Rift Apart isn’t all intense shootouts and boss battles however, mixing in platforming sequences and puzzle minigames to break up the action. Insomniac’s spin on the 3D platformer genre utilises the PS5’s hardware to create huge set-pieces that rival even the biggest blockbusters. From rapidly flying through multiple dimensions in one big sequence to whole levels designed around jumping back and forth between two versions of itself, these elements are breathtaking and showcase what the hardware can do without the limitations of load times.
The Lombax’s don’t get to have all the fun, as Clank and a new AI ally named Glitch become playable during a small scattering of challenges. Clank takes on physics-based puzzle rooms that are reminiscent of the Lemmings games while Glitch, who is an adorable and endearing little hacker-bot, plays more like an arcade shoot 'em up. These sequences are surprisingly satisfying, filled with introspective and utterly charming dialogue. Completing these short segments are needed to progress through the campaign but can be skipped from the pause menu.
Traversing each planet feels continuously fresh as you’re rewarded with gear and gadgets along your adventure. You start with series mainstays like the Grind Boots and the Swingshot before unlocking equipment that lets you wall-run, hurl through the sky or even glide across terrain incredibly fast. The platforming sections in each of the game’s planets are progressively built to utilise the gadgets you unlock and experimentation with these tools only strengthen the wanderlust brought on by the vibrant environments you travel in.
Scouring every nook and cranny in each level rewards you with an array of collectables. Golden Bolts unlock aesthetic changes, cheat codes and new photo mode options, Infobots play an audio file that reveals planet lore and unlocks a blueprint piece for a rare weapon and pieces of armour can be collected into sets that, when fully equipped, give the Lombax’s defence and resource buffs. Finding these collectables are relatively easy, either being just hidden from sight or as rewards for optional quests, and most can be collected during your first visit to a planet. Some are hidden in pocket dimensions, which act as small challenge rooms that explore Rift Apart’s platforming mechanics without breaking the rules set in each planet’s aesthetic. Collecting these items not only rewards you with fun unlockables and world-building lore, but are attached to exciting and creative easter eggs that are definitely worth your time. Although finding these collectables is a visual and mechanical treat, I do wish there was more to do. Aside from story missions, occasional side quests and finding the collectables, there isn’t a reason to revisit a planet once it’s time to leave.
Enemy variety is consistent for the most part with each world offering a mix of local fauna, bounty hunters and Nefarious’ android army. Enemy dialogue is full of wit and they react with detailed animations when shot with different weaponry. Boss battles can shift from combat arenas to floating platforms in a different dimension in seconds and the Battle Arena challenges provide familiar but unique battles that earn big rewards. Rift Apart isn’t a particularly hard game when played on the recommended difficulty, though near-instant load times upon death keep the action going.
It took me just over 18 hours to 100% Rift Apart and, aside from a few tedious trophies, it was an easy Platinum to earn. Finishing the main story unlocks a new game plus, which carries your resources and unlocked weapons over to a new save, and offers a bolts multiplier, a higher challenge difficulty and the ability to upgrade weapon levels further. There are a few weapons only purchasable in the post-game but the wildly creative arsenal available on your first playthrough will have you spoilt for choice.
Visuals and Audio
There are no two ways around it, Rift Apart is the most beautiful game I’ve ever played. Everything you see and hear in the game screams quality. Lighting effects dazzle through treelines and shine atop of water, detailed foliage and fierce weather demand attention and every character and creature are expressive and full of life. Insomniac's use of colour gives each planet a unique tone and the art direction has been methodically curated to craft vibrant and immersive worlds. Each level also has distinct audio themes that alter and change depending on where you are. Metropolis sounds shift to modern techno music before becoming a high-intensity action score, all in one sequence. There are countless moments in Rift Apart where I just stopped in awe as my senses were overwhelmed with the craftsmanship on display. Action sequences flourish on the screen as weapon particles illuminate the battlefield. 3D Audio is precise and engaging as the electric score, quick dialogue beats and the sound of flurries of bullets whizzing by all enhance an already heart-pumping experience. The voice over performances are perfect across the board, with even the smallest of roles being expertly performed. Whether being played in 4K/30 FPS or Raytracing Performance mode, Rift Apart is an endlessly engaging feast to the senses that rivals even the most beautiful Pixar movie.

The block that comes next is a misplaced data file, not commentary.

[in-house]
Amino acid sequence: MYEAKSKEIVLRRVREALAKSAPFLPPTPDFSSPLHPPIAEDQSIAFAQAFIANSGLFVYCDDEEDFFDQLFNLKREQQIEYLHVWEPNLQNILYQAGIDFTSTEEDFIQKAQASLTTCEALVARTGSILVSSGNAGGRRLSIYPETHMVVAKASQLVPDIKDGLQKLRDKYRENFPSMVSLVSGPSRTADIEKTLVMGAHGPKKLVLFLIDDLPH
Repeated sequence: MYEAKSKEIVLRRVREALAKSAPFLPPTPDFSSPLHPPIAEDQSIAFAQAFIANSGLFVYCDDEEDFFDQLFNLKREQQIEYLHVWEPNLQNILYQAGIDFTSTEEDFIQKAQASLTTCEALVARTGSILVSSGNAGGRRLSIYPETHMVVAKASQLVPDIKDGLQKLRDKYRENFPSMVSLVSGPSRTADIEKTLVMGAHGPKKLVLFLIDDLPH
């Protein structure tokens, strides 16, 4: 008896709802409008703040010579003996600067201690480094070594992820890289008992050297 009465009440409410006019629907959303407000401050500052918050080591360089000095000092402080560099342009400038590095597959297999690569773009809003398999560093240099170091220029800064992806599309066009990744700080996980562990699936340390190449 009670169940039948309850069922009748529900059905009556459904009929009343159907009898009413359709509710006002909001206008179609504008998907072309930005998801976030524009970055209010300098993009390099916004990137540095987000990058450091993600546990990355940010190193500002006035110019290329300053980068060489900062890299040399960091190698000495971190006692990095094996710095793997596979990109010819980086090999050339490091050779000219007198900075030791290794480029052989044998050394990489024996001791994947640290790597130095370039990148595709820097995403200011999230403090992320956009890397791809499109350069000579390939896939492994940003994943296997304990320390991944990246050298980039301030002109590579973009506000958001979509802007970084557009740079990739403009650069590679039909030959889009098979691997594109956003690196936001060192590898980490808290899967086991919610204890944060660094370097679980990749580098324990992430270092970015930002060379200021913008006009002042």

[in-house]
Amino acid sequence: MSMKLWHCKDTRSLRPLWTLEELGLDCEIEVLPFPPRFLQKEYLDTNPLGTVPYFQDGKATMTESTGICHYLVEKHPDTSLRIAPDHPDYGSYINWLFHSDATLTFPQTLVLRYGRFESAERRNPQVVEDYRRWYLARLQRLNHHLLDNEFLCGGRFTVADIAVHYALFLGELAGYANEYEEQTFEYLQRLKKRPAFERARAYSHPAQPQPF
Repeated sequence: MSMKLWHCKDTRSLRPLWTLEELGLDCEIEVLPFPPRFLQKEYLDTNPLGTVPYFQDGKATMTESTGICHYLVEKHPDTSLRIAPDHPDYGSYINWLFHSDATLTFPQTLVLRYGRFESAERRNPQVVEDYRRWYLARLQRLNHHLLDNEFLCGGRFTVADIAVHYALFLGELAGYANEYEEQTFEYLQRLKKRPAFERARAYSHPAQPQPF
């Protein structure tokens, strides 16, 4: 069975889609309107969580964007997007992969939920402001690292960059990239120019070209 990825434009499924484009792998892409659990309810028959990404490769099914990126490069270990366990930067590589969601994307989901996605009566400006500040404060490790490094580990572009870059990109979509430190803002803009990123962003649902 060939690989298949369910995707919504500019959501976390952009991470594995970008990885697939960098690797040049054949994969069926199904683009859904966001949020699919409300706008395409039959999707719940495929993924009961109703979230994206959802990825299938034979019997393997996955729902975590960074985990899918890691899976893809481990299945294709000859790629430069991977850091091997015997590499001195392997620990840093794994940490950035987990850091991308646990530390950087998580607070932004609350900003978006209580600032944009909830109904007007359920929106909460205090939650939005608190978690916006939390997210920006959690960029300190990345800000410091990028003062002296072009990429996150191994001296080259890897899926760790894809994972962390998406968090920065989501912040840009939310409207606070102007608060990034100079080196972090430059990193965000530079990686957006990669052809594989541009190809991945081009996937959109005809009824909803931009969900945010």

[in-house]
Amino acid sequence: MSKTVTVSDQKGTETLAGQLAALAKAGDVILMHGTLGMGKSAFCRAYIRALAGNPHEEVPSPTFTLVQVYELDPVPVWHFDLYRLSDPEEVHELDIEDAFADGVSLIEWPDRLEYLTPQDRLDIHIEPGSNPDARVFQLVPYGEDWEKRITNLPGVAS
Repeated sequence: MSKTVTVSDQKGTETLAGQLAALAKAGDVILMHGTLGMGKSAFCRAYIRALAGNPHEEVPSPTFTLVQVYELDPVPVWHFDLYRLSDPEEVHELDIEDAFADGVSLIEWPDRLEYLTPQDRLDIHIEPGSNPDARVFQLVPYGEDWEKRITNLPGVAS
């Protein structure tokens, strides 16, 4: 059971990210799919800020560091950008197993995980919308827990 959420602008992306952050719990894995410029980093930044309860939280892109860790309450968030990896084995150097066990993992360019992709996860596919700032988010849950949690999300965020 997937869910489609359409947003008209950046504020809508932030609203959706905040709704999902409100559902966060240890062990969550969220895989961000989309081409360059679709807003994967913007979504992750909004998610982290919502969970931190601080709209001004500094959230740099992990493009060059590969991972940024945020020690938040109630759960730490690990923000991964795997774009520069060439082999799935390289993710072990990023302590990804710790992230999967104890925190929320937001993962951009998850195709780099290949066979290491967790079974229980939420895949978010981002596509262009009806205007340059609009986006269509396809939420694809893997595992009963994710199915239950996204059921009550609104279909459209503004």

Conclusion Ratchet and Clank: Rift Apart is a system seller. A visual and audio treat from start to finish, Rift Apart tells an emotional, exciting and hilarious story packed with creative set-pieces, wondrous worlds and some of the most diverse gunplay around. The game fully utilises its hardware to bring each planet and dimension-hopping sequence to life. A brilliant script performed by incredible actors presents characters we’ve known for nearly two decades in a new light and introduces Rivet, one of the sharpest, warmest and fully realised characters seen in Insomniac’s library. Although touring each planet can be short-lived, every aspect of the game is lovingly detailed and incredibly memorable. I can’t wait to see where Ratchet, Clank and Rivet will go next.
So, why should you play it?
This is one of the best Playstation games ever made.
You want more strong female representation in your video games.
You’re a long time Ratchet fan or enjoy 3D platformers.
You love the beautiful detail and emotional storytelling of a Pixar film.
You want some cartoony comedy in your sci-fi adventure.
You want to play something really special.
But why shouldn’t you play it?
You don’t have a PS5. That’s the only reason. Play this game!
James is a writer, voice actor and absolute dork who is as passionate about making puns as he is about video games. From Melbourne, Australia, when he's not playing Dungeons and Dragons or rocking out at karaoke, you can usually find him engaged in some kind of story.